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Autism, what are some good biographies, books, etc

(19 Posts)
mamadadawahwah Fri 04-Mar-05 19:38:51

This is a whole new world to me and to many of you I suspect, this A word. Anyone have any suggestions of books to read by autistics and their families which could shed some light?

Jimjams Fri 04-Mar-05 20:10:44

Have a look at jessica Kinglsey's publications - she has loads. depends which bit of the spectrum you're looking at really. i found Lucy Blackman's book "lucy's story" stunning- but partly because she is incredibly similar to ds1.

website here

macwoozy Fri 04-Mar-05 20:16:11

I've got many books about Aspergers, but few about typical autism, but I do remember once being impressed with a book, but I can't remember the full title. Maybe someone else will know, it's "Why does (name) do that."
I've read several of your threads, and I can see you're very anxious about it, which I can understand, not because of the behaviour of your dd, I hasten to add, but because I know the overwhelming depair I felt when I realised my ds had ASD.

toomanypushchairs Fri 04-Mar-05 20:33:14

There is a book that has recently been in the top 10(it's won lots of awards) Think its called 'The curious incident of the dog in the nightime' didn't think it was a great story but it was an eye opening book, explaining why the boy did certain things

coppertop Fri 04-Mar-05 20:34:39

I liked Charlotte Moore's "George and Sam", Jacqui Jackson's "Multicoloured Mayhem" and Luke Jackson's "Freaks, Geeks and Aspergers Syndrome".

Davros Fri 04-Mar-05 20:34:59

I can't stand the (auto)biographies because they freak me out, I can only manage fiction and text books. I loved The Curious Incident of the Dog in the Nighttime and the best text book for my money is Autism, Understanding the Disorder by Gary Mesibov, Lynn Adams and Laur Klinger. Best book for finding out about and trying ABA is Behavioural Intervention for Young Children with Autism edited by Catherine Maurice and you could try reading Let Me Hear Your Voice by Catherine Maurice although I find it puke-making these days.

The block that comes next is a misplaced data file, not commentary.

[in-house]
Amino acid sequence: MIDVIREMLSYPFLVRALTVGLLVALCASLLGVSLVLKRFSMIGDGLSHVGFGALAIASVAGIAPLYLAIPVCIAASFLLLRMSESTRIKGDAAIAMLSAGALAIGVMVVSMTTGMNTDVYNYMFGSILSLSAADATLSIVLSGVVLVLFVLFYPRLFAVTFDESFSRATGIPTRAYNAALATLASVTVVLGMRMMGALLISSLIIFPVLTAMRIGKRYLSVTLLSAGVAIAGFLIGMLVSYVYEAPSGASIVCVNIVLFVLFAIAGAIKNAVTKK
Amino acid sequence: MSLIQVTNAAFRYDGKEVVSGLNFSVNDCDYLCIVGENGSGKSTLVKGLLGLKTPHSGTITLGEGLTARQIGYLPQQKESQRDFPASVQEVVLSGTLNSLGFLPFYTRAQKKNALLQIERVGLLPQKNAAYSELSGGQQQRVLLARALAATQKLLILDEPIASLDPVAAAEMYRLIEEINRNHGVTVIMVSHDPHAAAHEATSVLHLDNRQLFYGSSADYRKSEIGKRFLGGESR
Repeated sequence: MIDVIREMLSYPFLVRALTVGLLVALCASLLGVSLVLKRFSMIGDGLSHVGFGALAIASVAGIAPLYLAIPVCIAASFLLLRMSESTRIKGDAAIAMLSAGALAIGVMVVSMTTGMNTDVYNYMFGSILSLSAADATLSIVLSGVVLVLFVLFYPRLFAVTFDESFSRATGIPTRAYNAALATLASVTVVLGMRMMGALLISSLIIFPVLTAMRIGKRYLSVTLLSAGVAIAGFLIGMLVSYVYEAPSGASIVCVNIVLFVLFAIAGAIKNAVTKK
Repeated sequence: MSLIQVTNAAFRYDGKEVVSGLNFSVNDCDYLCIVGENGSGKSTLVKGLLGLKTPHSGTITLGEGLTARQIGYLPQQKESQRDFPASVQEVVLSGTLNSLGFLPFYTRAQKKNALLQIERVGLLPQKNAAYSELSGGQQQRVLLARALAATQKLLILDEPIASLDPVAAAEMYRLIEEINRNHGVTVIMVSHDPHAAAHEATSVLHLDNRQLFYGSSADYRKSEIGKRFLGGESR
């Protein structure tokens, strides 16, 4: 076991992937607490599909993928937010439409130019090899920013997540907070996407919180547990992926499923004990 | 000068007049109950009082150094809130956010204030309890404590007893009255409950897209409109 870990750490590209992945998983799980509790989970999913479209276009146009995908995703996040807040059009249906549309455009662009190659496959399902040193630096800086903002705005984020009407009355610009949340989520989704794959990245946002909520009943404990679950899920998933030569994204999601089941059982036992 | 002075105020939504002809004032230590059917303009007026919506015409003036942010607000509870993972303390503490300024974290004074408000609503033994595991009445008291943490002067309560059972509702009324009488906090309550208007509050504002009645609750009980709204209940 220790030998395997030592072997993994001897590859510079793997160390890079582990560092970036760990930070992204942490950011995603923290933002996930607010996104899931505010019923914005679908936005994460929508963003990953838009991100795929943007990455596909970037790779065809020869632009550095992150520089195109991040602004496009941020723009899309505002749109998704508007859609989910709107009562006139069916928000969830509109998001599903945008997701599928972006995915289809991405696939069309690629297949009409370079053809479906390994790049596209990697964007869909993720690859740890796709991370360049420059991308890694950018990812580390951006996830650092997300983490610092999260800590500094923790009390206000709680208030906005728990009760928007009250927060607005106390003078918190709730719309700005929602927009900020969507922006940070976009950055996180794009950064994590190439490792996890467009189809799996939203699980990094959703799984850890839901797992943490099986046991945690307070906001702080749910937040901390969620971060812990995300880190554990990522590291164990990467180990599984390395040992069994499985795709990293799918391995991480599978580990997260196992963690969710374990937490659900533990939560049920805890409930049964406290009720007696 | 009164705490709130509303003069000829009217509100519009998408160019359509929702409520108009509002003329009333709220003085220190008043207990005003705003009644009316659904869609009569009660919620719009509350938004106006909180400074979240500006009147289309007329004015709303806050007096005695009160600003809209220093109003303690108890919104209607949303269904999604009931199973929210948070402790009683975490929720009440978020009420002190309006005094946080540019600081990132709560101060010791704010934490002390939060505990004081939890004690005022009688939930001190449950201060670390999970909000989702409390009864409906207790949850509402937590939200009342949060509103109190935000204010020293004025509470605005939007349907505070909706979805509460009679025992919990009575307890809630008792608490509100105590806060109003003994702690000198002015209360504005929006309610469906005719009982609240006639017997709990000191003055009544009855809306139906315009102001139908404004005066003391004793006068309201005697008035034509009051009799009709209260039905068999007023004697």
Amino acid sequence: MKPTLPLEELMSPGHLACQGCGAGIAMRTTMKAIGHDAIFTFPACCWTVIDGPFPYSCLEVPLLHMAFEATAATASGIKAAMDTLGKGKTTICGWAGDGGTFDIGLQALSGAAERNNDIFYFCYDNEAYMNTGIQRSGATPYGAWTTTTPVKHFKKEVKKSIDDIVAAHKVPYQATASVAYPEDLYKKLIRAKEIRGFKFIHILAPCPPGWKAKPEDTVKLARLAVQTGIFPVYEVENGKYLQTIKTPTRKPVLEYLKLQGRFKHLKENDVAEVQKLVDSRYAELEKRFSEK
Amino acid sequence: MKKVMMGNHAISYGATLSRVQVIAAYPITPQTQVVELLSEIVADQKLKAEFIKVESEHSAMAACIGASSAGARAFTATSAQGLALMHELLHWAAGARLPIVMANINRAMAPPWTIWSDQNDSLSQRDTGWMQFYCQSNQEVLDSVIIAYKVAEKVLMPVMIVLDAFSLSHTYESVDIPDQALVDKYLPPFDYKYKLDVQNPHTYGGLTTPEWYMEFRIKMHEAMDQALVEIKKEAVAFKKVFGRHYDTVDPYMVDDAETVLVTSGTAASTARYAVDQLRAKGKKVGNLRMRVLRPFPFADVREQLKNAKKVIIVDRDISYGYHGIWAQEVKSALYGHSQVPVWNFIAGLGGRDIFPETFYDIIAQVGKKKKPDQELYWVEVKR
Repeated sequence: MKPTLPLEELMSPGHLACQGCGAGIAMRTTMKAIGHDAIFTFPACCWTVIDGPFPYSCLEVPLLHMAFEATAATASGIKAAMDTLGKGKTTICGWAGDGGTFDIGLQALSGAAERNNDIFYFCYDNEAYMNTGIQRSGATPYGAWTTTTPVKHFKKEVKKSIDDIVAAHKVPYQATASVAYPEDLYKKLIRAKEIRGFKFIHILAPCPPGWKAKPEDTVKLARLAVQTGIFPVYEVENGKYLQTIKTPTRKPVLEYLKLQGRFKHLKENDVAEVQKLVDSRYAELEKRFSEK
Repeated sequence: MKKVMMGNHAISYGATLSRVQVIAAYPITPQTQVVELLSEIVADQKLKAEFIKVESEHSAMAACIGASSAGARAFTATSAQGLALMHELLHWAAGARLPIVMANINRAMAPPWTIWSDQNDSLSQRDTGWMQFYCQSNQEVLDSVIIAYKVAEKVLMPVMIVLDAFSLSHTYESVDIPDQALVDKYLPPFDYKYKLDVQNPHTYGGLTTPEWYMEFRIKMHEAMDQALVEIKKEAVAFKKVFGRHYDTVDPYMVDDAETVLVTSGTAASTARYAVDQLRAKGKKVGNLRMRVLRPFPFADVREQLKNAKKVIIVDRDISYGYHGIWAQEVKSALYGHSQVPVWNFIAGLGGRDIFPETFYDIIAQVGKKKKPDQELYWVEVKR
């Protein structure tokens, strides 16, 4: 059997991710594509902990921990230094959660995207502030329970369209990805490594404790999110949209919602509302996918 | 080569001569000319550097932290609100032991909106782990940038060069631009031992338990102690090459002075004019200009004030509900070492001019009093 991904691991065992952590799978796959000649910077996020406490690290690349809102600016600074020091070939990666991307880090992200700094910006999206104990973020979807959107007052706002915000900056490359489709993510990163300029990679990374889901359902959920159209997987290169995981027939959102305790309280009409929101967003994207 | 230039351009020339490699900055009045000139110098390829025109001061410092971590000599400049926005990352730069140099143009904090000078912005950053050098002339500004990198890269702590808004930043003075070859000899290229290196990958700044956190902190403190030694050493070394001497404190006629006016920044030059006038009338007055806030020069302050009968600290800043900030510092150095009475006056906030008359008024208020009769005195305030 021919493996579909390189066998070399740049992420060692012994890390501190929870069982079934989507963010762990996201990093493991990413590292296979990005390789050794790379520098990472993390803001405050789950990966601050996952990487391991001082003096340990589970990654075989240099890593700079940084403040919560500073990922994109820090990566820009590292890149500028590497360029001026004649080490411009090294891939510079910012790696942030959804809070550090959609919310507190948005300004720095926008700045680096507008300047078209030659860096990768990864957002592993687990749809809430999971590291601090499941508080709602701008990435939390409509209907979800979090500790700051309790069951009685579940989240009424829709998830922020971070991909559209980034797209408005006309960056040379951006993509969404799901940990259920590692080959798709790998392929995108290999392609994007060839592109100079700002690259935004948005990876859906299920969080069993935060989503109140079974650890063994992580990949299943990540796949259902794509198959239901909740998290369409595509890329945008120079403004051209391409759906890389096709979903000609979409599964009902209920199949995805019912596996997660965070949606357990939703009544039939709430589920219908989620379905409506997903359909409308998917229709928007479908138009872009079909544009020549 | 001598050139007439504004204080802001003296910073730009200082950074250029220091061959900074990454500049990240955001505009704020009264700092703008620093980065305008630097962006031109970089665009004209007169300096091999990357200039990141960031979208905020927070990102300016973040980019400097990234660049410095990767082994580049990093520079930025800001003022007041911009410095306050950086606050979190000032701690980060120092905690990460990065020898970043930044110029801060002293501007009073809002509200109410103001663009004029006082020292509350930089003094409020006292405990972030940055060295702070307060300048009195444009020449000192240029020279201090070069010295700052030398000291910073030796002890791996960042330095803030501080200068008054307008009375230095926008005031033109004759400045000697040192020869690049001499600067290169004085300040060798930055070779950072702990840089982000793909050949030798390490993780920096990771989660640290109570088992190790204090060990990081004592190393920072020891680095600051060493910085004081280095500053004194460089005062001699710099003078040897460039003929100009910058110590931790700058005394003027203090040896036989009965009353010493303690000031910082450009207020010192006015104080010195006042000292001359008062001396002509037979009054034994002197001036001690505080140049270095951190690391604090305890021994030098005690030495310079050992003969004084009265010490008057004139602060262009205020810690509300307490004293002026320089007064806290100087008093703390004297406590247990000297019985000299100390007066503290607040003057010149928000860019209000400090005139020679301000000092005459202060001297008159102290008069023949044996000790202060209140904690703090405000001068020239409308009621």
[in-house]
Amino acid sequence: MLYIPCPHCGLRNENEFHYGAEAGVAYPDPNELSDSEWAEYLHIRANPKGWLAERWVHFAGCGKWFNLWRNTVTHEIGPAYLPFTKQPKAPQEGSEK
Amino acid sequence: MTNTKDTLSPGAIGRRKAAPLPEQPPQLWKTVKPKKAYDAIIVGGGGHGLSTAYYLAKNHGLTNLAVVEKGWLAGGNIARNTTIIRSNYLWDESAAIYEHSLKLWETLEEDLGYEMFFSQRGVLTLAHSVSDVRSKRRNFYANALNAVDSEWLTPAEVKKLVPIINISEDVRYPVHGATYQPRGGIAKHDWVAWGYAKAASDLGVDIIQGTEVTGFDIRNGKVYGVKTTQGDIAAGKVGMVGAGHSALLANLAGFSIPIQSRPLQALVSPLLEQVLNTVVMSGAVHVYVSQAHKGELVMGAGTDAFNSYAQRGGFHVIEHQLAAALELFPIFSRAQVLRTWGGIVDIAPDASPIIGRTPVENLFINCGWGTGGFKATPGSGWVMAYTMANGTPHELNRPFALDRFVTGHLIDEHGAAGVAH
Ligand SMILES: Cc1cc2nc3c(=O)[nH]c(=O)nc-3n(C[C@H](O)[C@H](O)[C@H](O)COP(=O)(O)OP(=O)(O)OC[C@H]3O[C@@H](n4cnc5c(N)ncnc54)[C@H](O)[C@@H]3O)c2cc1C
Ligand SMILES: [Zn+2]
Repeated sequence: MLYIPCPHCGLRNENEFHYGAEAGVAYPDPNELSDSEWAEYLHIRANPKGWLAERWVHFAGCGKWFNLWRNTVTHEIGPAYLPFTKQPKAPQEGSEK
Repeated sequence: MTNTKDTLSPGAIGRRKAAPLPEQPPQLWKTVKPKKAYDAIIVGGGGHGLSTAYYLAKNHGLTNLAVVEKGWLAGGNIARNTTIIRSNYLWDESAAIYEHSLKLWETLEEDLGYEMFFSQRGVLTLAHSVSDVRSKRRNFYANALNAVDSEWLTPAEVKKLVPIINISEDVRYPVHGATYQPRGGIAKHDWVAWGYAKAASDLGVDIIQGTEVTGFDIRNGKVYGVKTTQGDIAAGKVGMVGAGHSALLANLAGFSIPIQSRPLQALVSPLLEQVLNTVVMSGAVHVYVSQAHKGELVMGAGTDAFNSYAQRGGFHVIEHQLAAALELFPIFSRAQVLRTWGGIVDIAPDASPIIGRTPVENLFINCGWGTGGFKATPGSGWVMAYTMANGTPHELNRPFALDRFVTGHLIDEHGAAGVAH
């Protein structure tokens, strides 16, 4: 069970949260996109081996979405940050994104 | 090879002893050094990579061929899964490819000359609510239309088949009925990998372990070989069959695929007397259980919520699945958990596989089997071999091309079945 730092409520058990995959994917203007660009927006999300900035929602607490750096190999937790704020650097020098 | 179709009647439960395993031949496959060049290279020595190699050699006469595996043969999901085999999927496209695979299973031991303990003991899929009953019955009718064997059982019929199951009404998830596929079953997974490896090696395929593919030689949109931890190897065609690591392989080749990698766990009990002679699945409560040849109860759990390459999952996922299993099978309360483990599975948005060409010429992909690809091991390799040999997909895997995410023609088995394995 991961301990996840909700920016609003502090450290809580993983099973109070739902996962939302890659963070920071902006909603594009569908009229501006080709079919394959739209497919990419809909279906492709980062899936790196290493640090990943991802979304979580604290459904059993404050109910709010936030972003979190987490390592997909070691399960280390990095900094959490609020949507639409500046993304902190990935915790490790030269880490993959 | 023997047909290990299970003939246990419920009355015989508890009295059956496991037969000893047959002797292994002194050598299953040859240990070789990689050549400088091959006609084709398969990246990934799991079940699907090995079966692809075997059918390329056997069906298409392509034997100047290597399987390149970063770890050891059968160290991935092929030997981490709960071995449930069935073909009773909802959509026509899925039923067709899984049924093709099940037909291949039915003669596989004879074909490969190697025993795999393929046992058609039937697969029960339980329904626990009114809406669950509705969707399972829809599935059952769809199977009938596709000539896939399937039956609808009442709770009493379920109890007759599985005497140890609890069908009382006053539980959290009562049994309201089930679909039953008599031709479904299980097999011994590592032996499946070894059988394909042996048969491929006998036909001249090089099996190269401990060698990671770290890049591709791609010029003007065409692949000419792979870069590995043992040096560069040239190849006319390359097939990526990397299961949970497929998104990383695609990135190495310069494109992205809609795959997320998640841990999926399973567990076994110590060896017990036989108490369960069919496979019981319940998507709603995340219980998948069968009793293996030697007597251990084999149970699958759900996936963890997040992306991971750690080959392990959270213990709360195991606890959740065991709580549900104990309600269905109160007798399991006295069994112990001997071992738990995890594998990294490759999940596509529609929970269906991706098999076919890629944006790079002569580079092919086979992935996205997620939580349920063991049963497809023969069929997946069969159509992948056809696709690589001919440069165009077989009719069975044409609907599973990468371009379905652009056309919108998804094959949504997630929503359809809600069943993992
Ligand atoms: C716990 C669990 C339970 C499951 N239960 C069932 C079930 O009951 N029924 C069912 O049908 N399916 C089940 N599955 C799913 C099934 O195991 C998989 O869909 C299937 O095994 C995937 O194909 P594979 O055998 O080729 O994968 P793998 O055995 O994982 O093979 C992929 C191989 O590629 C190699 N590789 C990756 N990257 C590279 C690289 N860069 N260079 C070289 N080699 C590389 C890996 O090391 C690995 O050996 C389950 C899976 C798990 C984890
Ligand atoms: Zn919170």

toomanypushchairs Fri 04-Mar-05 20:35:07

sorry, i've just checked on and this book is also about a boy with Aspergers.

Jimjams Fri 04-Mar-05 20:38:51

Let me hear your voice is totally puke making

I love George and Sam as well and found it warm and amusing, but it might be hard to read at the beginning of the journey (for want of a less cheesy way of putting it).

Davros Fri 04-Mar-05 20:41:36

I had to get DH to bury George & Sam in the back garden, and the book ha ha!! I couldn't handle it AT ALL with a nearly 2 year old we are HOPING is not on the autistic spectrum. I just don't like other people's real life stories and I can hardly bear to watch any TV programmes either. I think you either do other people's reality or you don't and I definitely don't, not second hand anyway.

Jimjams Fri 04-Mar-05 20:41:51

If you are interested in the hearing/sensory side of things then Stella Waterhouse A positive approach to autism is good (although not necessarily an easy read). Also Annabel Stehli's Sound of a miracle and Dancing in the Rain for more on AIT.

Jimjams Fri 04-Mar-05 20:44:41

I don't like the TV programmes Davros, but do like the books. A lot seem very irrelevent (the HFA/AS stuff) as it's not like my life. I did find Lucy blackman's book just stunning though, to the point where I want to write to her to say thank you!

There's that other book through the eyes of aliens written by someone non verbal ( I do find non verbal autistic writing fascintating but freaky) but she was nothing like ds1- Lucy Blackman just seemed almost identical. She even sings when cross (although not old macdonald!)

Socci Fri 04-Mar-05 20:50:06

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Jimjams Fri 04-Mar-05 20:53:45

Depends how scared you are about regression. I never worried about it with ds2 so it never bothered me.

Socci Fri 04-Mar-05 20:57:20

Message withdrawn

Jimjams Fri 04-Mar-05 20:57:55

Let me hear your voice is totally puke making

I love George and Sam as well and found it warm and amusing, but it might be hard to read at the beginning of the journey (for want of a less cheesy way of putting it).

Jimjams Fri 04-Mar-05 20:59:11

how on earth did that happen?

basically sam regressed late- aged 4 i think- and badly. She puts it down to him overloading on gluten and casein.

Socci Fri 04-Mar-05 21:17:48

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beccaboo Sat 05-Mar-05 00:17:39

I think I posted about George & Sam on another similar thread a while back. It was the first thing I read and gave me the total horrors, it was terrifying. I think it was because it's a picture of a future I was totally unprepared for.

BUT I still refer to it quite a lot, and I couldn't get ds on the gfcf diet fast enough after I'd read it.

I also read 'Unravelling the Mystery of Autism & Pervasive Developmental Disorder' by Karyn Seroussi, she set up a diet organisation in the States after her son was diagnosed. Also 'Facing Autism' by Lynn M Hamilton, which is a sort of handbook. These are both American publications, you can get from Amazon.

Pages Sat 05-Mar-05 10:03:46

Beccaboo, does the latter book you mentioned cover developmental delay alone without autism? I am desperate for something to read but can't find anything - my child has developmental delay but not autism.

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